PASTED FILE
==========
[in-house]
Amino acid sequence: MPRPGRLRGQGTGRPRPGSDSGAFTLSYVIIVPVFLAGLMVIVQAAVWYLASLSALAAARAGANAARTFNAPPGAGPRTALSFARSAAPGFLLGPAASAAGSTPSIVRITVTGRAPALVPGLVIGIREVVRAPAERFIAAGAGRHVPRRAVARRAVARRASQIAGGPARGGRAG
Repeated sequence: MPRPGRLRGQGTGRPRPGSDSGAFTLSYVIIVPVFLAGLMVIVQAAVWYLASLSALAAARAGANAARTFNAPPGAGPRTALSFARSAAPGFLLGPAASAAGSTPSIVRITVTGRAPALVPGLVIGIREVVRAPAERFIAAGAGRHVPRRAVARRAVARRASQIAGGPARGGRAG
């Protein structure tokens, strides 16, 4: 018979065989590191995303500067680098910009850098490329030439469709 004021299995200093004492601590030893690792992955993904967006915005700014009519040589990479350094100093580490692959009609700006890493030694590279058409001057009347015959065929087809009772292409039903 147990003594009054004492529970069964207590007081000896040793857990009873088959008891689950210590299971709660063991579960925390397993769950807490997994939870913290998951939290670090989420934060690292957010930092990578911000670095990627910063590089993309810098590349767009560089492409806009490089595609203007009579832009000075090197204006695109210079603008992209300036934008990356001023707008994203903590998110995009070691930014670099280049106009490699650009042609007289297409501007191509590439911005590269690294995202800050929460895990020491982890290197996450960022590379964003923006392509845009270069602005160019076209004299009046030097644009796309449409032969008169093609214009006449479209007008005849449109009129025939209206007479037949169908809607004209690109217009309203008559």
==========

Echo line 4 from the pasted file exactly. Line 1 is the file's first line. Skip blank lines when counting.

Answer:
């Protein structure tokens, strides 16, 4: 018979065989590191995303500067680098910009850098490329030439469709 004021299995200093004492601590030893690792992955993904967006915005700014009519040589990479350094100093580490692959009609700006890493030694590279058409001057009347015959065929087809009772292409039903 147990003594009054004492529970069964207590007081000896040793857990009873088959008891689950210590299971709660063991579960925390397993769950807490997994939870913290998951939290670090989420934060690292957010930092990578911000670095990627910063590089993309810098590349767009560089492409806009490089595609203007009579832009000075090197204006695109210079603008992209300036934008990356001023707008994203903590998110995009070691930014670099280049106009490699650009042609007289297409501007191509590439911005590269690294995202800050929460895990020491982890290197996450960022590379964003923006392509845009270069602005160019076209004299009046030097644009796309449409032969008169093609214009006449479209007008005849449109009129025939209206007479037949169908809607004209690109217009309203008559």